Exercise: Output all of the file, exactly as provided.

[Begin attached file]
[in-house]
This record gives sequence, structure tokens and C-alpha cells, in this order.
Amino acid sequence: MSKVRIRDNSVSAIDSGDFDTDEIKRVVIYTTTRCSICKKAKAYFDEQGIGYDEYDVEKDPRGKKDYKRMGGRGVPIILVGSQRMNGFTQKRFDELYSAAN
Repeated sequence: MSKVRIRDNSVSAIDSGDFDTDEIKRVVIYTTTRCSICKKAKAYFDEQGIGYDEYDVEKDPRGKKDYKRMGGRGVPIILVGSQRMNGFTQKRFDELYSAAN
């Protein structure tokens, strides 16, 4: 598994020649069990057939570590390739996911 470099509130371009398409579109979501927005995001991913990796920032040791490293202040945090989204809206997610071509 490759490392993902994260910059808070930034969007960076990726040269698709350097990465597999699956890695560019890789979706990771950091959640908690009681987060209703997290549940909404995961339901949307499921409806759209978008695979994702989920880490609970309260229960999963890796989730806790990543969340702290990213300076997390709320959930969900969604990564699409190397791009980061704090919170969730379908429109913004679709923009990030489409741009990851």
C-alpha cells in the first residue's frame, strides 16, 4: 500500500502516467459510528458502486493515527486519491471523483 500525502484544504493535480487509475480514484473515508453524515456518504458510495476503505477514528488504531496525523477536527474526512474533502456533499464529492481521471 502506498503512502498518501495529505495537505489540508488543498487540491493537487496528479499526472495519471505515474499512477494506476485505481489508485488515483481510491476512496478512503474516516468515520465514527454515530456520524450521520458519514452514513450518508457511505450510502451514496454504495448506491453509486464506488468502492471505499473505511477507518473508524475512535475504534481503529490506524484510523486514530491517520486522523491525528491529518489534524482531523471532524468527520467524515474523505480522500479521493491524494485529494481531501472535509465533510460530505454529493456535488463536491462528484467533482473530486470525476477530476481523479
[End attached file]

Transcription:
[in-house]
This record gives sequence, structure tokens and C-alpha cells, in this order.
Amino acid sequence: MSKVRIRDNSVSAIDSGDFDTDEIKRVVIYTTTRCSICKKAKAYFDEQGIGYDEYDVEKDPRGKKDYKRMGGRGVPIILVGSQRMNGFTQKRFDELYSAAN
Repeated sequence: MSKVRIRDNSVSAIDSGDFDTDEIKRVVIYTTTRCSICKKAKAYFDEQGIGYDEYDVEKDPRGKKDYKRMGGRGVPIILVGSQRMNGFTQKRFDELYSAAN
């Protein structure tokens, strides 16, 4: 598994020649069990057939570590390739996911 470099509130371009398409579109979501927005995001991913990796920032040791490293202040945090989204809206997610071509 490759490392993902994260910059808070930034969007960076990726040269698709350097990465597999699956890695560019890789979706990771950091959640908690009681987060209703997290549940909404995961339901949307499921409806759209978008695979994702989920880490609970309260229960999963890796989730806790990543969340702290990213300076997390709320959930969900969604990564699409190397791009980061704090919170969730379908429109913004679709923009990030489409741009990851």
C-alpha cells in the first residue's frame, strides 16, 4: 500500500502516467459510528458502486493515527486519491471523483 500525502484544504493535480487509475480514484473515508453524515456518504458510495476503505477514528488504531496525523477536527474526512474533502456533499464529492481521471 502506498503512502498518501495529505495537505489540508488543498487540491493537487496528479499526472495519471505515474499512477494506476485505481489508485488515483481510491476512496478512503474516516468515520465514527454515530456520524450521520458519514452514513450518508457511505450510502451514496454504495448506491453509486464506488468502492471505499473505511477507518473508524475512535475504534481503529490506524484510523486514530491517520486522523491525528491529518489534524482531523471532524468527520467524515474523505480522500479521493491524494485529494481531501472535509465533510460530505454529493456535488463536491462528484467533482473530486470525476477530476481523479